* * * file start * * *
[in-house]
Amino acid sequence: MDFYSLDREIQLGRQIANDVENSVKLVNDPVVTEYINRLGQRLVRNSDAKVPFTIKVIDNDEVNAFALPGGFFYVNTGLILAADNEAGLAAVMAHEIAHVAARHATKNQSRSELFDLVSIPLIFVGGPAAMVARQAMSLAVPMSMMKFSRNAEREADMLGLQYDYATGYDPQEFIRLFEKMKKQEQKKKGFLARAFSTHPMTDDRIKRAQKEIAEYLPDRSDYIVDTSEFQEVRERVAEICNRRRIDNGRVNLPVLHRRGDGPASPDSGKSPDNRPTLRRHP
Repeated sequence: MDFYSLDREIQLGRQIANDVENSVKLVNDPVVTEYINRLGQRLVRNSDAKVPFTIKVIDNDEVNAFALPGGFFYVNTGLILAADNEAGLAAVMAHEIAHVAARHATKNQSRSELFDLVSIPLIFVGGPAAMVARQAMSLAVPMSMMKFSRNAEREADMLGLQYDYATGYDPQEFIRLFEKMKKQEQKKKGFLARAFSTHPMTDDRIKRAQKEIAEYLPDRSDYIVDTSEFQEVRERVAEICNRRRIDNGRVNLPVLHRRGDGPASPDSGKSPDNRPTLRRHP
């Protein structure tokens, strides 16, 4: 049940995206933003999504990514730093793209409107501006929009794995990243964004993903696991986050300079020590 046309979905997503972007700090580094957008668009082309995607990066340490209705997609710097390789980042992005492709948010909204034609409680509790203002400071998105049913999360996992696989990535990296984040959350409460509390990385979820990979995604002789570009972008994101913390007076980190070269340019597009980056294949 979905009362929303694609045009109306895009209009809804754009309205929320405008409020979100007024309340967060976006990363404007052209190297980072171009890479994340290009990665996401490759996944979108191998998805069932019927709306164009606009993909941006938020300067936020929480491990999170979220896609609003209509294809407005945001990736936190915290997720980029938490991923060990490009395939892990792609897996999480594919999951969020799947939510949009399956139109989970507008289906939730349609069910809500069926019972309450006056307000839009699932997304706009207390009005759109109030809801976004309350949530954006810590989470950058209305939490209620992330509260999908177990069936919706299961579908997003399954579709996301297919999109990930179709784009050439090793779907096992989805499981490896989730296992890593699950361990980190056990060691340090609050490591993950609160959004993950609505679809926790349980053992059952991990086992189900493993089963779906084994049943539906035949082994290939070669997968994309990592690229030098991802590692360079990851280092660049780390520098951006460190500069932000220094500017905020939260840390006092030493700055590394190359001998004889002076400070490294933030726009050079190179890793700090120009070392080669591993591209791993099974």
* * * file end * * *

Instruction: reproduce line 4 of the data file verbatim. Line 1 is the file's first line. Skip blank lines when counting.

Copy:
């Protein structure tokens, strides 16, 4: 049940995206933003999504990514730093793209409107501006929009794995990243964004993903696991986050300079020590 046309979905997503972007700090580094957008668009082309995607990066340490209705997609710097390789980042992005492709948010909204034609409680509790203002400071998105049913999360996992696989990535990296984040959350409460509390990385979820990979995604002789570009972008994101913390007076980190070269340019597009980056294949 979905009362929303694609045009109306895009209009809804754009309205929320405008409020979100007024309340967060976006990363404007052209190297980072171009890479994340290009990665996401490759996944979108191998998805069932019927709306164009606009993909941006938020300067936020929480491990999170979220896609609003209509294809407005945001990736936190915290997720980029938490991923060990490009395939892990792609897996999480594919999951969020799947939510949009399956139109989970507008289906939730349609069910809500069926019972309450006056307000839009699932997304706009207390009005759109109030809801976004309350949530954006810590989470950058209305939490209620992330509260999908177990069936919706299961579908997003399954579709996301297919999109990930179709784009050439090793779907096992989805499981490896989730296992890593699950361990980190056990060691340090609050490591993950609160959004993950609505679809926790349980053992059952991990086992189900493993089963779906084994049943539906035949082994290939070669997968994309990592690229030098991802590692360079990851280092660049780390520098951006460190500069932000220094500017905020939260840390006092030493700055590394190359001998004889002076400070490294933030726009050079190179890793700090120009070392080669591993591209791993099974």